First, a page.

The Next 12 Hours
Our first stop of the day is work-related. Again, we have our reusable coffee cups, filled at the hotel, so we don’t run into any issues until lunch. At that time, we are presented with a plate piled high with unwrapped sandwiches, paper napkins, no plates — so far, so good. There are a few mini-cans of Coke, a cardboard carton of coffee with disposable cups and many plastic bottles of water. Wah, wah, wah….the sound of a loss.
This is a brand new facility still under construction — literally. We can sometimes barely hear each other over the sounds of metal crashing against cement, hammering and yelling. I understand the need for convenience and hope that in the future there will be real cups, glasses and pitchers of water.
What to do now?
I could go out to the car and get my own cup to fill at the sink. It is a bit of a challenge navigating the construction zone, so going outside is not as easy as it sounds. I opt for a mini-Coke, having already spotted a box being used for recycling cans and bottles. Being cold, I later completely cave and get a cup of coffee in a cardboard cup, knowing it can’t be recycled due to the thin plastic layer effectively moisture-proofing it.
Mentally, I hang my head in shame. I know I should have gone out to the car to get both my water and coffee cups. Water would have been a better choice for my body and the environment. It wouldn’t have been that difficult. The construction zone maze was just an excuse. I I feel bad that I did not show a greater commitment to the environment and my own personal values. In the grand scheme of things, it was only a coffee cup and a small can, but little things really do add up. It is possible my own commitment would have allowed me a chance to have a conversation with someone who might then start making his or her own small changes. I vow to do better next time.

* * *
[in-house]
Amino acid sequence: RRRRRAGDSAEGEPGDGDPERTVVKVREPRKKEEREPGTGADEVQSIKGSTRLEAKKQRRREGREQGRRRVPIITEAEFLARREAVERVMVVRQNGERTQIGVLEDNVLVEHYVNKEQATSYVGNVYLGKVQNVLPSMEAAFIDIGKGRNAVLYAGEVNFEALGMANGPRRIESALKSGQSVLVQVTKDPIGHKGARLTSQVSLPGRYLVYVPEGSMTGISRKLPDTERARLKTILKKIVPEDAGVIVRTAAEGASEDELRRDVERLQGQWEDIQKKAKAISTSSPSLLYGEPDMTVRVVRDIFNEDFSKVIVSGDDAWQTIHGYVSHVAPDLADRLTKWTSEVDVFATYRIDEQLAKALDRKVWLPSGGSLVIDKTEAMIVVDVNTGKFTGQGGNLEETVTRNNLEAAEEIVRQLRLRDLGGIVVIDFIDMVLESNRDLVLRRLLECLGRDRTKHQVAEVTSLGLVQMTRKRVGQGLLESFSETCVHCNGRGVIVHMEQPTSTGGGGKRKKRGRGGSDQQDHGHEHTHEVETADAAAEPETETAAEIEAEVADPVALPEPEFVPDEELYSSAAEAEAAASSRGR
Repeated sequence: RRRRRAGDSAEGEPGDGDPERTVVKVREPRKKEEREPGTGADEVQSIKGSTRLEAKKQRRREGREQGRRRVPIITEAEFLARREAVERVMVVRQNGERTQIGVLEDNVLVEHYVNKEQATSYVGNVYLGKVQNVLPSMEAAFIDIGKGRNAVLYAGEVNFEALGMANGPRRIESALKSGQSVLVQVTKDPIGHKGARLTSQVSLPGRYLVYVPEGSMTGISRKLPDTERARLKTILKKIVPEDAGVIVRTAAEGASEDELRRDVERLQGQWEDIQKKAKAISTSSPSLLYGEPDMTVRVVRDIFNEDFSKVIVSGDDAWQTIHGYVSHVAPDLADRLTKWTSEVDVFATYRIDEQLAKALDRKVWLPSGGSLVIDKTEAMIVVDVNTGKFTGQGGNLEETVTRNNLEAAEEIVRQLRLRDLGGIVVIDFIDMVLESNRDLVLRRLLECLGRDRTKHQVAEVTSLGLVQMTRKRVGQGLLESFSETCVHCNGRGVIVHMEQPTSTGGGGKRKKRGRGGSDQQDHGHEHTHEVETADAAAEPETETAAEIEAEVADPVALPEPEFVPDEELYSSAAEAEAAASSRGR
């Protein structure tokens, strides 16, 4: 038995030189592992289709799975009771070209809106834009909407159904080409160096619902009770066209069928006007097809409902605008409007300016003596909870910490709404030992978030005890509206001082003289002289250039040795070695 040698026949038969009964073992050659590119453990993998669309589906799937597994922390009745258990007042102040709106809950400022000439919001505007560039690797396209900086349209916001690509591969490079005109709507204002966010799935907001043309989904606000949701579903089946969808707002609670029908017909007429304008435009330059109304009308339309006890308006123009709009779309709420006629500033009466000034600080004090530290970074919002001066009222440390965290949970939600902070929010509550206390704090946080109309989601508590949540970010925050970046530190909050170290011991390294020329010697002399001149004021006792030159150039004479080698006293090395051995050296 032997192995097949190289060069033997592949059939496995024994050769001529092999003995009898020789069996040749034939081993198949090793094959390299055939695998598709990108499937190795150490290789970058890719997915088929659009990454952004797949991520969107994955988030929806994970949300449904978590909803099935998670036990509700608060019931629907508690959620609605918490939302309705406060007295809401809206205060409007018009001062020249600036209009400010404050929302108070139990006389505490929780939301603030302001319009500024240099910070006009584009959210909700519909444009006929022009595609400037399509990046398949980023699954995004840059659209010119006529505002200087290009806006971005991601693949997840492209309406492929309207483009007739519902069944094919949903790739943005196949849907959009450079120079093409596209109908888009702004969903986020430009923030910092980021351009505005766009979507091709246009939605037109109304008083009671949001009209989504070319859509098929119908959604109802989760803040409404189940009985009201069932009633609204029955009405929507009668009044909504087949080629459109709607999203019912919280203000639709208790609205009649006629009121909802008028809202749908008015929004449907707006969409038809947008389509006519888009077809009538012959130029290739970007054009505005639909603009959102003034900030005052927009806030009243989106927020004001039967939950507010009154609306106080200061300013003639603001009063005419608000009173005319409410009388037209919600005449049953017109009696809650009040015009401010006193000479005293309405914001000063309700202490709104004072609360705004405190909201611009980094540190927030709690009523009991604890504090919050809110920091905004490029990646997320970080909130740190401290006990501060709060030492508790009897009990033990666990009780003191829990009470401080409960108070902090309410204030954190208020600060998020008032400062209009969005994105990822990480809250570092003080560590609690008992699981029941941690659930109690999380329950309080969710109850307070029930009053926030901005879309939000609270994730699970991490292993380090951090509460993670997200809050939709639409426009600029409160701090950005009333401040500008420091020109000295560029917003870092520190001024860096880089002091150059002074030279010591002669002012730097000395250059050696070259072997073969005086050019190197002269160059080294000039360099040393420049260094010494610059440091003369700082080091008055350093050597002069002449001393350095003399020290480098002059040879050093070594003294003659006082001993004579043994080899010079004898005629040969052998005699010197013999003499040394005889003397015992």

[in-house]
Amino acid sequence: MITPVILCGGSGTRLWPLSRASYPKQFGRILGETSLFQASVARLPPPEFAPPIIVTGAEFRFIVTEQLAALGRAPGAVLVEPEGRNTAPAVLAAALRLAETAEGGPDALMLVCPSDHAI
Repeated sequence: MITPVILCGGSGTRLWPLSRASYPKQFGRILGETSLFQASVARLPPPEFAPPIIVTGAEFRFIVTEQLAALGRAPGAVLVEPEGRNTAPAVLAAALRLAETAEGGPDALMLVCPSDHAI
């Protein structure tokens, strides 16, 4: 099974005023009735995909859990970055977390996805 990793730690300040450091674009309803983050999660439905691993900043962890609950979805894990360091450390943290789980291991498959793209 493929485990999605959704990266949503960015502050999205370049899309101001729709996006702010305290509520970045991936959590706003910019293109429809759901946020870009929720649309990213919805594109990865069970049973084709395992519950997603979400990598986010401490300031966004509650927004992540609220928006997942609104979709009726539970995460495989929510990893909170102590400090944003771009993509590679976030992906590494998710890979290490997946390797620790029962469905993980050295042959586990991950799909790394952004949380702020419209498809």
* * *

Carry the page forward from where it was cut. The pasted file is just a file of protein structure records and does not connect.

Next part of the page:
End of the Trip
Over the next few days of our trip, I was very impressed with Victoria’s commitment to recycling and composting. I heard from a local that they are finding new ways to use the recycled materials all the time. I even ran into a local artist who uses recycled glass to make beautiful bowls and jewelry. How wonderful to see such commitment!
On our last day, as I was soaking in the sun on a beautiful outdoor patio, surrounded with hanging flower baskets bursting with color, I hopped onto Facebook to post a photo of my amazing location. As I was playing around on my phone I found out that the restaurant across the street and all of its sister locations were going “straw free.” Wonderful news! This was the first time I ever saw a restaurant that I had been to making such a commitment. Then my delicious-looking adult lemonade arrived — with a plastic straw in it. Sigh.
I must remember to always, always, always ask for “no straw, please.”
The problem of plastics is some pretty heavy stuff. How about treating yourself to some play?
Stuart Brown, MD, founder of the National Institute for Play, teaches that play is as important to humans as vitamins or sleep. In light of this, please accept my Endangered Species Superheroes Activity Book as a gift for your health. It is 20+ pages of fun for all ages — earth-friendly word searches, fill-in-the-blank games, coloring pages and more, all featuring characters from my upcoming graphic novel.